Date of Degree

2010

Document Type

PhD diss.

Degree Name

PhD (Doctor of Philosophy)

Department

English

First Advisor

Brooks Landon

Abstract

A spectre is haunting contemporary technoculture: the spectre of Singularity. Ten years into a century thus far characterized chiefly by the catastrophic failure of global economic and political systems, deepening ecological anxieties, and slow-motion social crisis, the only sector of our collective cultural myth of Progress still vibrantly intact is the technological - a project which, in vivid contrast to the systemic failure that seemingly prevails at nearly every other level, continues to charge forward at breakneck speed. Since the late twentieth century, prompted by the all-but-exponential growth of machine intelligence and global information networks, and by the still largely obscure but increasingly profound-seeming implications of emerging nanotechnology, futurists and fabulists alike have postulated an imminent historical threshold whereupon the nature of human existence will be radically and irrevocably transformed in a sudden explosion of technological development. This moment of transcendence, it is supposed, is at most only a few years off; indeed, some say, it may have already begun. The "Singularity" - a term coined in 1986 by the mathematician and science fiction writer Vernor Vinge, and subsequently adopted throughout technocultural discourse - is at present the primary site of interpenetration between technoscientific and science-fictional figurations of the future, an area in which the longstanding binary distinctions between science and SF, and between present and future, are rapidly dissolving. As much as the Singularity thesis implies a total reorganization of society and of the self - which posthumanist cultural studies and cyborg theory have already begun mapping - it also poses a daunting existential challenge to the enterprise of SF itself, to the extent that the Singularity imposes what Vinge has described as "an opaque wall across the future," an impenetrable cognitive obstacle beyond which the extrapolative imagination cannot glimpse. For a genre long defined by its efforts to assert, through the narrative technique of extrapolation, a meaningful continuity between present and future, the Singularity presents a thorny problem indeed, demanding both a reevaluation of SF's conception of and orientation toward the future, and a new narrative model capable of grappling with the alien and often paradoxical complexity of the postsingular.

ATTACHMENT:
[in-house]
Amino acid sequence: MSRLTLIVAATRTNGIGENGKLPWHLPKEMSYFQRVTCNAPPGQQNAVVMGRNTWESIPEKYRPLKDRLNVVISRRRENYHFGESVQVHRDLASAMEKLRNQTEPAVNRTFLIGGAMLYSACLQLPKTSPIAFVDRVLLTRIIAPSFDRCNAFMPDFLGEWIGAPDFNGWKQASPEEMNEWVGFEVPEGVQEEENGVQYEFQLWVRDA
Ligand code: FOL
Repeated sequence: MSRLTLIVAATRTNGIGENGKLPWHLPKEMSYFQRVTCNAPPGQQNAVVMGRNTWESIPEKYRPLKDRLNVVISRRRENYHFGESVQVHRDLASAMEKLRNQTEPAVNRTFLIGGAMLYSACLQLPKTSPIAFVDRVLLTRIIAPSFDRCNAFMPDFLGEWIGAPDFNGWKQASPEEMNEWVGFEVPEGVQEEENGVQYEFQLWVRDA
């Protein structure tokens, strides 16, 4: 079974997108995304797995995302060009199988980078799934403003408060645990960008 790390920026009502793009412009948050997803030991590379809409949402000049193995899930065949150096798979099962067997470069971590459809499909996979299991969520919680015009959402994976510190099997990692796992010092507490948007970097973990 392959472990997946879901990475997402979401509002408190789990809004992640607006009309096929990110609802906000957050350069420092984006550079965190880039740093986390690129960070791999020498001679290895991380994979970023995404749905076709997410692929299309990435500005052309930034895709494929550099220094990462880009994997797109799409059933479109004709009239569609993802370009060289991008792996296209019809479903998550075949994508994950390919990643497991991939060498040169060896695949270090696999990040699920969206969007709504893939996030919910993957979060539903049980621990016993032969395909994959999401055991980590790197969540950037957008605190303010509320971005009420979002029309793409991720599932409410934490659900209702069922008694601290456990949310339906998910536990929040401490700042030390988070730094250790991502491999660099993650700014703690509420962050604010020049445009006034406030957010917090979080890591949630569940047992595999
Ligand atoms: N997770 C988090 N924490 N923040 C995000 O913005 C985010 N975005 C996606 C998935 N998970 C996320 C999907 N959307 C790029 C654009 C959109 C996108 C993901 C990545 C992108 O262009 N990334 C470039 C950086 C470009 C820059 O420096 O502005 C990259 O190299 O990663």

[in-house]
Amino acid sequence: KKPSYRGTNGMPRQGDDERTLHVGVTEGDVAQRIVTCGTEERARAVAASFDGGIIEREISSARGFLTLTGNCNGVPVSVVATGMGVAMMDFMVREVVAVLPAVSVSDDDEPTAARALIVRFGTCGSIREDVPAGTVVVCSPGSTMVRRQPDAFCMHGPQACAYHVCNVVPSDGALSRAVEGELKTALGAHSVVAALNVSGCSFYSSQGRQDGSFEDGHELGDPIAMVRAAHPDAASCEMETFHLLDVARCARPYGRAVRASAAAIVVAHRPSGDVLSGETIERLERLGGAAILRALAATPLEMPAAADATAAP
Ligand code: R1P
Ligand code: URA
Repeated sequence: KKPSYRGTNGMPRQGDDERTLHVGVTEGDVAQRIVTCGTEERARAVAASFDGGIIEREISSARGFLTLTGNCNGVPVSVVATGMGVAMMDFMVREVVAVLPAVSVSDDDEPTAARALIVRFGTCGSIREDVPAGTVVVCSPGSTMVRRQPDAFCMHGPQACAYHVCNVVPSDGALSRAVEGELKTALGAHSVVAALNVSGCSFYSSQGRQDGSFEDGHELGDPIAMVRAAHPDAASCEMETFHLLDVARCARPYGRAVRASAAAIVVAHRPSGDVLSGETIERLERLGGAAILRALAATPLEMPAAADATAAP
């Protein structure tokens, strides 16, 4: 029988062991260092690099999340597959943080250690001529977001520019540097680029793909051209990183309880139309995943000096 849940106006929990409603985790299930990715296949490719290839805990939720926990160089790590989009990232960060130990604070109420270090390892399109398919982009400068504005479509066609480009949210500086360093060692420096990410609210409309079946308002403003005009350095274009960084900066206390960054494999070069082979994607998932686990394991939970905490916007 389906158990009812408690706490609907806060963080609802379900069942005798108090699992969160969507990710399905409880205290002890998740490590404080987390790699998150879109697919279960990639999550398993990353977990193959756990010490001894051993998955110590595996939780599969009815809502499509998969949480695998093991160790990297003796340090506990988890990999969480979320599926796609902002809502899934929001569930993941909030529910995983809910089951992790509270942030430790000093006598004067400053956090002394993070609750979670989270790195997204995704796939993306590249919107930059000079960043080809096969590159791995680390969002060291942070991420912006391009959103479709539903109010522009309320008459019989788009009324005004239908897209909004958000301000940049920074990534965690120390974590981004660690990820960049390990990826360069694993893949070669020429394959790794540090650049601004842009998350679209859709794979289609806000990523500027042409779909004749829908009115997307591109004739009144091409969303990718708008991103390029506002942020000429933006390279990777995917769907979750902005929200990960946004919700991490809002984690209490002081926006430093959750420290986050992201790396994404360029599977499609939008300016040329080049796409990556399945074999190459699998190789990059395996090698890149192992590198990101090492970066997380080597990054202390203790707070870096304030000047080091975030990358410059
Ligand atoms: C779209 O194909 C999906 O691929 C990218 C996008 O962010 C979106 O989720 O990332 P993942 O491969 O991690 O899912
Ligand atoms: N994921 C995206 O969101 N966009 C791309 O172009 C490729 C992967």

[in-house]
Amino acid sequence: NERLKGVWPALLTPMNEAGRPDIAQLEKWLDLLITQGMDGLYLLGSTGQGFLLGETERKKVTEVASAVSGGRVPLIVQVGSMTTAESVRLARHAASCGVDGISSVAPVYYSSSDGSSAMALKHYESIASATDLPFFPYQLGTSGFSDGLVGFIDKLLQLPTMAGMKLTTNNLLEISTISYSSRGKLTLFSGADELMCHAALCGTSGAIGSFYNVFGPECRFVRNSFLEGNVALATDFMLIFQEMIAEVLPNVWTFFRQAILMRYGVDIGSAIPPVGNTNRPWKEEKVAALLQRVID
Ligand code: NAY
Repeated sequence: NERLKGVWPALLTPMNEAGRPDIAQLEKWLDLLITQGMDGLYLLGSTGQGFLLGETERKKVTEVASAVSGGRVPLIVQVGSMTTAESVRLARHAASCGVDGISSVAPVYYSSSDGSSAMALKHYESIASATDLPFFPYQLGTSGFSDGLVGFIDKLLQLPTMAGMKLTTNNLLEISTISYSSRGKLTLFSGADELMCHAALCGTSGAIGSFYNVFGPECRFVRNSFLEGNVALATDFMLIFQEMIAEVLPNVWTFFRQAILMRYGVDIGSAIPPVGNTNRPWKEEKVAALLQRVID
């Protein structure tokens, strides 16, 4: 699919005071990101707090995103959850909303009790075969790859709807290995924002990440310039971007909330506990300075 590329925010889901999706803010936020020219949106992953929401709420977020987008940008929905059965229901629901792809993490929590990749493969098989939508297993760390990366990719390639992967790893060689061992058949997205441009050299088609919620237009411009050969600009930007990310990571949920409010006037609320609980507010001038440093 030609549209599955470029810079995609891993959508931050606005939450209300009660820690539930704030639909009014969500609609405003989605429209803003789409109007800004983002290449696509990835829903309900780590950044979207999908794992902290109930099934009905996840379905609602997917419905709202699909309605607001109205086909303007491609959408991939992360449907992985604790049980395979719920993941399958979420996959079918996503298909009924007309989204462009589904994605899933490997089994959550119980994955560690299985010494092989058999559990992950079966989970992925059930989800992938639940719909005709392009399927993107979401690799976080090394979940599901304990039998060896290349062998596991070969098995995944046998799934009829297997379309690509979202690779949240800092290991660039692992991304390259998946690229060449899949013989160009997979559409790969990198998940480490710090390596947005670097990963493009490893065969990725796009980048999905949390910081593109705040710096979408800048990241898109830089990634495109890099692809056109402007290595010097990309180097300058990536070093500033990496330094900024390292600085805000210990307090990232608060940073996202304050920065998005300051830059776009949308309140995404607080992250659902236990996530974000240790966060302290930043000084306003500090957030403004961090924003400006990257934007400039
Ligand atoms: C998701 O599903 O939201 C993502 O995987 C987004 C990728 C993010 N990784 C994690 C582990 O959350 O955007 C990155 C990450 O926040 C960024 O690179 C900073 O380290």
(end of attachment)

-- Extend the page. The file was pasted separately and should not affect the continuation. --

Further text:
This study is an inquiry into the properties and problematics of Singularity across fictional and nonfictional discourses, and as such it operates on two levels. Reading Singularitarian literature against a broadly articulated context of fringe-science and transhumanist movements, consumer culture, political and economic theory, and related areas of contemporary cyber- and technoculture, I examine how the metaphor of Singularity structures and signifies the aspirations and anxieties of late-twentieth and early twenty-first century technocivilization. As a project of literary criticism specifically, the study works to identify and theorize a grouping of texts that is emerging from cyberpunk and postcyberpunk tendencies in contemporary SF, organized around the premises of Singularity and the posthuman, and classifiable primarily in terms of an attempt to mount a response to the formal and conceptual problems Vinge has identified. Primary readings are drawn from a wide-ranging selection of twentieth- and twenty-first-century technocultural fiction, with emphasis on SF works by Charles Stross, Cory Doctorow, Neal Stephenson, Bruce Sterling, Rudy Rucker, and William Gibson.

Pages

vii, 300

Bibliography

290-300

Copyright

Copyright 2010 Joshua Thomas Raulerson